Protein gel electrophoresis.

Extracts were analyzed by SDS-PAGE (25) with a separation gel of 12% polyacrylamide. To detect proteolytic activity of culture supernatant, gelatin at a concentration of 0.1% was added to the gel. In this case, 10 μl of P. pastoris culture supernatant was simply added to an equal volume of SDS-PAGE sample buffer without β-mercaptoethanol (125 mM Tris, pH 6.8, 4% SDS, 20% glycerol, 0.002% bromophenol blue) and the mixture was loaded without heating onto SDS-PAGE gels. Samples were pretreated with phenylmethanesulfonyl fluoride (PMSF) or EDTA at a concentration of 10 or 200 mM, respectively, during 10 min at room temperature before the samples were loaded for the characterization of proteolytic activities. After electrophoresis, the gels were incubated twice for 15 min at room temperature in 10 volumes of 2.5% Triton X-100 under constant agitation. The gels were then incubated overnight (16 h) with 10 mM sodium phosphate buffer, pH 7.0 or pH 4.0, in the presence of or in the absence of PMSF or EDTA when the samples had been treated with these proteolytic inhibitors before loading. The gels were stained for 30 min with 0.1% Coomassie brilliant blue R-250 (Bio-Rad) in ethanol-acetic acid-water (40:10:50) and destained with the same solvent.

Proteolytic activity.

Proteolytic activity was assayed using resorufin-labeled casein as previously described (5) and the chromogenic substrate N-succinyl-Ala-Ala-Pro-Phe-p-nitrounilide (N-Suc-Ala-Ala-Pro-Phe-pNA), (Sigma) (8, 28). Sodium acetate buffer (pH 3 to 6.5), Tris-HCl buffer (pH 7 to 9), and glycine-NaOH buffer (pH 9 to 11) were used. With N-Suc-Ala-Ala-Pro-Phe-pNA, a substrate stock solution was prepared at a 20 mM concentration (12 mg/ml) in dimethyl sulfoxide (DMSO) and stored at −20°C. The reaction mixture contained a concentration of 1.0 mM substrate and enzyme preparation (between 0.1 to 1.0 μg per assay) in 100 μl of 50 mM buffer, at different pH values. After incubation at 37°C for 60 min, the reaction was terminated by the addition of 5 μl of glacial acetic acid followed by the addition of 0.9 ml of water to the mixture. The released pNA was measured by spectrometry as the change in A405. A control with a blank substrate and blank culture broth was carried out in parallel. The enzyme activities were expressed in mU (nmol of released pNA/min at pH 7.0) with N-Suc-Ala-Ala-Pro-Phe-pNA as a substrate.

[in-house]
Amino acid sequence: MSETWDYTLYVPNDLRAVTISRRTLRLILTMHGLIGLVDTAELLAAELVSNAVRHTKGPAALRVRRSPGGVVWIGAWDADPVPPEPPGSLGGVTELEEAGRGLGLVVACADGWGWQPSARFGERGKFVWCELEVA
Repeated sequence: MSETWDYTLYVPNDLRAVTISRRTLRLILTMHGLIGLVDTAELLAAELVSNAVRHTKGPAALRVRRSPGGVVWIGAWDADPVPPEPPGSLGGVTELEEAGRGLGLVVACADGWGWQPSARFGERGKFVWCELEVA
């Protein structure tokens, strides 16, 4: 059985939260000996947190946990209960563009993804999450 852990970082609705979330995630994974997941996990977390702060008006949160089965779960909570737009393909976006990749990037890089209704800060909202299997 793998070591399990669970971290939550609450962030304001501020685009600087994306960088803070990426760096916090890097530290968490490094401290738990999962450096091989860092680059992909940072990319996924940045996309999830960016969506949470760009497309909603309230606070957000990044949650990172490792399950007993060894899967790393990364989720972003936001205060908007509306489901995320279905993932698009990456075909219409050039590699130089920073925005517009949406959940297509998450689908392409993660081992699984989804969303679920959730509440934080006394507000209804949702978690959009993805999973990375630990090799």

Inhibitors were from a protease inhibitor set (Roche Diagnostics, Rotkreuz, Switzerland), and stock solutions were prepared as recommended by the supplier. Sub2 (0.1 μg) in 0.2 ml of 20 mM Tris-HCl buffer (pH 7.0) was incubated for 10 min at 37°C either with PMSF (10 μg/ml) or with antipain (50 μg/ml), bestatin (40 μg/ml), chymostatin (6 μg/ml), E64 (10 μg/ml), leupeptin (5 μg/ml), pepstatin (0.7 μg/ml), phosphoramidon (330 μg/ml), EDTA (0.2 mg/ml), or aprotinin (2 μg/ml), following the recommendations of the supplier. The mixture was incubated for 10 min at 37°C, and assays were subsequently performed after the addition of the substrate to the mixture. An appropriate control without inhibitor was assayed simultaneously.

Protein identification by liquid chromatography-tandem mass spectrometry (LC-MS-MS).

Coomassie blue-stained bands were excised from the SDS-PAGE gels and in-gel digested with sequencing-grade trypsin (Promega) as previously described (37, 40). Extracted peptides were analyzed on a hybrid linear trap LTQ Orbitrap mass spectrometer (Thermo Fisher, Bremen, Germany) interfaced via a TriVersa Nanomate (Advion Biosciences, Norwich, United Kingdom) to an Agilent 1100 nano-high-performance-liquid-chromatography (nano-HPLC) system (Agilent Technologies, Waldbronn, Germany). Solvents used for the mobile phase were 95:5 H2O-acetonitrile (vol/vol) with 0.1% formic acid (solvent A) and 5:95 H2O-acetonitrile (vol/vol) with 0.1% formic acid (solvent B).